It’s been 9 weeks since we originally embarked on this journey that I called Embracing The Melodrama Part II. At that time, my plan was to do 126 reviews in just three weeks. It didn’t quite work out that way, did it? But still, I had fun doing this series of reviews and I hope that you’ve had at least a little fun reading them. If I’ve inspired you take a chance on any of the films that I’ve reviewed — whether it be Sunrise or An American Hippie In Israel or Cocaine: One Man’s Seduction or Calvary — then this has all been worth it!
So, for my final review in this series, I want to take a quick look at one of the most melodramatic films to be released this year so far, Veronika Decides To Die.
Veronika Decides To Die finally got an American release in 2015, six years after it initially premiered on the festival circuit. Years before it was available here in the States, Veronika played in Europe. Not surprisingly, the American release felt much like an afterthought, one final attempt to make a little money off the film before moving on. It’s spent about a week in theaters and two months later, it is now showing up on cable and Netflix. And while Veronika didn’t get many reviews, the few that it did get were rather dismissive.
But you know what?
I like Veronika Decides To Die.
Don’t get me wrong. It’s not a great film. In many ways, it’s a very silly film. The entire plot hinges on a character doing something that makes no sense. Frustrated with her life as an anonymous and lonely office worker, Veronika (Sarah Michelle Gellar) attempts to commit suicide. She survives the suicide attempt and, upon waking in a mental hospital, she’s told by a mysterious psychologist (David Thewlis) that, as a result of her attempt, she now has a heart condition that will kill her in a matter of weeks. And what does Veronika decide to do after learning that she’s going to die? She voluntarily remains in the mental hospital and goes to sessions of group therapy!
And you never really believe that Veronika would do that. But, if you can bring yourself to accept that one implausibility — well, you’ll soon be confronted by a lot of other implausibilities. You’ll meet Veronika’s glassy-eyed roommate (Erika Christensen) and a mysterious older patient (Melissa Leo). You’ll also meet Edward (Jonathan Tuker), who is mute but has such a sexy stare that he really doesn’t need to speak. And as Veronika gets to know her fellow patients, she starts to come to terms with her own issues of anger and regret and she realize that importance of embracing life and doing what you love.
Of course, that’s a little hard to do when you’re in a mental hospital. Luckily, there’s a piano that Veronika can play while Edward silently watches her. If you’re guessing that this eventually leads to Veronika sitting naked at the piano and masturbating in front of Edward, well, you’re right…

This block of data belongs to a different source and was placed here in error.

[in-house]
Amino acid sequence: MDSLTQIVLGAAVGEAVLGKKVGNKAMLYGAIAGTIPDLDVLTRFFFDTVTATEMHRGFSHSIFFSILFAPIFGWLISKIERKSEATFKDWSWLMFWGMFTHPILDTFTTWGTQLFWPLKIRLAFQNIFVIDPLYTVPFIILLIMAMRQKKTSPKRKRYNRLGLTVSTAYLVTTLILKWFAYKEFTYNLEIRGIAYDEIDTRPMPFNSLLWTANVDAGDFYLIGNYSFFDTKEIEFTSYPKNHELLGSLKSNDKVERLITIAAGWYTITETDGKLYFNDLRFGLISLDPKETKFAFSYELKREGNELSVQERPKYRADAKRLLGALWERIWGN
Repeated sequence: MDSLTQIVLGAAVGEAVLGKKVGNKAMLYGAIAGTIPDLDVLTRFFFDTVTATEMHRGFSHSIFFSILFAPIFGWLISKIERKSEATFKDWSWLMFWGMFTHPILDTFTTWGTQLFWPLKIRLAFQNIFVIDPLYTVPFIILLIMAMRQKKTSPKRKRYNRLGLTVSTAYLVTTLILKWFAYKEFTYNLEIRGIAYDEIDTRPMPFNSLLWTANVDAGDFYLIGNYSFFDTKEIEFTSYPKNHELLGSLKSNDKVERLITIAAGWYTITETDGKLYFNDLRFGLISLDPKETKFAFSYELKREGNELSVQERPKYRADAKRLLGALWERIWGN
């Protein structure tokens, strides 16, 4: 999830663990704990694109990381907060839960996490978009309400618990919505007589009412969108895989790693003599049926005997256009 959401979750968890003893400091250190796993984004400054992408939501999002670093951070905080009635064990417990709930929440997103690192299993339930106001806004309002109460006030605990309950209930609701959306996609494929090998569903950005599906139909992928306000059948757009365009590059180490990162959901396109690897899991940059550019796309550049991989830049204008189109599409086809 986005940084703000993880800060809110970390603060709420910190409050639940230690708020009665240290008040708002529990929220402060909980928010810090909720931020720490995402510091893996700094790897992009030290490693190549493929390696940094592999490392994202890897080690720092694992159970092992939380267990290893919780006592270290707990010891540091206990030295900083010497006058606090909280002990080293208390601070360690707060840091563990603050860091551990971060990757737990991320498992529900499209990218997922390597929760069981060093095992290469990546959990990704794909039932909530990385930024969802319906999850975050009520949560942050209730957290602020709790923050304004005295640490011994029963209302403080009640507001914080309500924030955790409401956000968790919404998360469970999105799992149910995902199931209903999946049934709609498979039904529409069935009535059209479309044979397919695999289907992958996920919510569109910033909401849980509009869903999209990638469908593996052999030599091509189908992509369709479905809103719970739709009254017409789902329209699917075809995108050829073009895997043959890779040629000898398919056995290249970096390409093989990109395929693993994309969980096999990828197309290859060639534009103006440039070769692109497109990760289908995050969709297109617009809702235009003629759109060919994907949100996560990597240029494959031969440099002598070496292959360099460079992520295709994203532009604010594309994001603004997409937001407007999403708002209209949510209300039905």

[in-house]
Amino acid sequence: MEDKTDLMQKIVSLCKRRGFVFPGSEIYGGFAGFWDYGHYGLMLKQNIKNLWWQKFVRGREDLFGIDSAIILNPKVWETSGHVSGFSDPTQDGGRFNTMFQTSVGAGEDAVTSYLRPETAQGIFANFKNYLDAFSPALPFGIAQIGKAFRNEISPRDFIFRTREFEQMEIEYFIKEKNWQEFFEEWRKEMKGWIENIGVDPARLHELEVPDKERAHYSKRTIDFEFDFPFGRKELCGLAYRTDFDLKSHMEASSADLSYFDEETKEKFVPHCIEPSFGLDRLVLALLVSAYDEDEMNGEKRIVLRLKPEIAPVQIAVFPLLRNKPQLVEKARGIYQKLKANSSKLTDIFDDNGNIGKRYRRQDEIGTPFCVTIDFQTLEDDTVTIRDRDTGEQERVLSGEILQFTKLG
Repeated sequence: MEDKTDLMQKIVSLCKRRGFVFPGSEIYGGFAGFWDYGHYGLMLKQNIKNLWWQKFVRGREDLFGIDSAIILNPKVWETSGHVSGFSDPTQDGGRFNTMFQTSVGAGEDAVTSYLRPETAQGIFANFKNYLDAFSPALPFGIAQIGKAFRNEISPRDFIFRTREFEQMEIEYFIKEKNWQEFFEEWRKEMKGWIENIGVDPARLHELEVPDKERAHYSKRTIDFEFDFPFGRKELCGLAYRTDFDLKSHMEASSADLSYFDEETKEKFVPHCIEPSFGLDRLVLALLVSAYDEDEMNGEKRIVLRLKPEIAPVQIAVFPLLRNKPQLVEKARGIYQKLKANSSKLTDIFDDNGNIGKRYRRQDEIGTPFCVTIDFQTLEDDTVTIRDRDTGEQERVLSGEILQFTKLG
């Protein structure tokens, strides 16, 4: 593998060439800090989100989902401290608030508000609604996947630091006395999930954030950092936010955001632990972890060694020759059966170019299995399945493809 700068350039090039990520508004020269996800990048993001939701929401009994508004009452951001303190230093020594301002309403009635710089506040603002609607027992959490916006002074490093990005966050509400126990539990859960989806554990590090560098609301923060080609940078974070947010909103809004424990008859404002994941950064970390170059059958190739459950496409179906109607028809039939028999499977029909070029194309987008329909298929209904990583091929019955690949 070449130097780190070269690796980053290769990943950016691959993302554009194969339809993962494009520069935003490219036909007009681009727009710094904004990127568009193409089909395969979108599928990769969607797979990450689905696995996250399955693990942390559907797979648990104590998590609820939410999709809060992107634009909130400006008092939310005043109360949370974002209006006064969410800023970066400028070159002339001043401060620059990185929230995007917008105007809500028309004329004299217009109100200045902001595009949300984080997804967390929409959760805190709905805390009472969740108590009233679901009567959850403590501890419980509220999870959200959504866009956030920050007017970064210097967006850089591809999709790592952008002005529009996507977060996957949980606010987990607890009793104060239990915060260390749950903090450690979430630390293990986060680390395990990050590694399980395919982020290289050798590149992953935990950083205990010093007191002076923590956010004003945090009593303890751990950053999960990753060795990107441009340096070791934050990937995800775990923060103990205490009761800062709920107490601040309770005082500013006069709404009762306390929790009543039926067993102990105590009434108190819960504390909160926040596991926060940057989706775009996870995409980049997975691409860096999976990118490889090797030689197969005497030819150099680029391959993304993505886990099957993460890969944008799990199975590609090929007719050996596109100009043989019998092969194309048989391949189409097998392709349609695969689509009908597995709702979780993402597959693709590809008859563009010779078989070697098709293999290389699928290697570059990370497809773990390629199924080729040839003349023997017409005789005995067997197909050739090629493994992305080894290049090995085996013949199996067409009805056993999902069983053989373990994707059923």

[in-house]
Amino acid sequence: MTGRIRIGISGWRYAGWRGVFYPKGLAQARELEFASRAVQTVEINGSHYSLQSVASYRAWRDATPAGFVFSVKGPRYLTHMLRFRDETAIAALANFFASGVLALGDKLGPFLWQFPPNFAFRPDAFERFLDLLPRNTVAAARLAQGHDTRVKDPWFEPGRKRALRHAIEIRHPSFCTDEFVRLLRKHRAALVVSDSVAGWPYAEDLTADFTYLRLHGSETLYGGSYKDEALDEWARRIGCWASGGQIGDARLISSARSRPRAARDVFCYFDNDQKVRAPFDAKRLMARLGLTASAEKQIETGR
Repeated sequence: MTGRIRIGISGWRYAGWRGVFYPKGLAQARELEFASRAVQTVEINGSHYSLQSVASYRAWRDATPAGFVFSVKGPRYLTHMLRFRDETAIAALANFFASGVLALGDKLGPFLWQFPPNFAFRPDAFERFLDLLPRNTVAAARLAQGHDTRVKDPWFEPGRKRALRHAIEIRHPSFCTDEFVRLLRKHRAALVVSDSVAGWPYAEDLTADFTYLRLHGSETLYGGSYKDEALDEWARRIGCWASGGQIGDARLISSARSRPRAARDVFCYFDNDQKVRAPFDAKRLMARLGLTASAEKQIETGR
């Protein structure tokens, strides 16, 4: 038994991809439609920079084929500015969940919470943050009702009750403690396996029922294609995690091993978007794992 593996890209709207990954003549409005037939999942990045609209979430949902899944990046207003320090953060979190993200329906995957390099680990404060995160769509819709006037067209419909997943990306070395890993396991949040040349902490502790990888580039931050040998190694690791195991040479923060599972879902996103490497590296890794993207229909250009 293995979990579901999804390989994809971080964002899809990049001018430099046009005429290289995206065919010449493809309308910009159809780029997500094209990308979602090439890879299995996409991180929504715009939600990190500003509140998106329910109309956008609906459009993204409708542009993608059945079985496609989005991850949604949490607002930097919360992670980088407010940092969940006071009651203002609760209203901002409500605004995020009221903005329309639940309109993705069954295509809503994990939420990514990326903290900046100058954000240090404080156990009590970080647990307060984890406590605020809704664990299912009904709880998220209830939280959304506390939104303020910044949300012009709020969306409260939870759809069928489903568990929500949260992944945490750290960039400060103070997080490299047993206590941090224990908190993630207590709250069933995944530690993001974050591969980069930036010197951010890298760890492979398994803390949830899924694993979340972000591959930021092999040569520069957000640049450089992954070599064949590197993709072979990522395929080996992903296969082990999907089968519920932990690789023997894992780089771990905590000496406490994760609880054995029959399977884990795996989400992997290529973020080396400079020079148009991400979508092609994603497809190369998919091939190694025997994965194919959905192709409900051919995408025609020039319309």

Listen, Veronika Decides To Die is one of those films that takes itself way too seriously and it ends with a plot twist that you’ll see coming from a thousand miles away. I can understand why the film’s release was delayed because the film’s tone is all over the place.
But, dammit, I liked Veronika Decides To Die!
When taken on its own defiantly melodramatic terms, it works. That’s largely because Sarah Michelle Gellar really commits herself to the role. You forget that you’re watching Buffy. Instead, Gellar truly becomes Veronika, this tragically sad and lonely young woman who finds inner peace by masturbating at a piano. Veronika Decides To Die is a movie that really shouldn’t work but Sarah Michelle Gellar saves it. When the film starts, she beautifully captures Veronika’s lonely desperation, her feelings of isolation and worthlessness. (I don’t care who you are, we’ve all felt like Veronika at some point in our life.) As the film progresses, she portrays both Veronika’s anger and her growing appreciation of life. She has a nice chemistry with Jonathan Tucker and, in the end, Sarah Michelle Gellar probably gives a better performance than the material really deserves.
Of course, another reason that Veronika Decides To Die works is because it is so silly and melodramatic. This is one of those films that goes so far over-the-top that it creates an almost heightened sense of reality. It becomes, almost despite itself, compulsively watchable.
It’s also the perfect film with which to complete Embracing the Melodrama Part II. I hope y’all have enjoyed reading these 126 reviews because I’ve certainly enjoyed writing them! To everyone who has read these reviews and clicked on the “like” button and occasionally left a comment or two, thank you so much! Love you! However much effort or work it may take, all of you make it worth it.
And now I’m going to go pass out for a little while…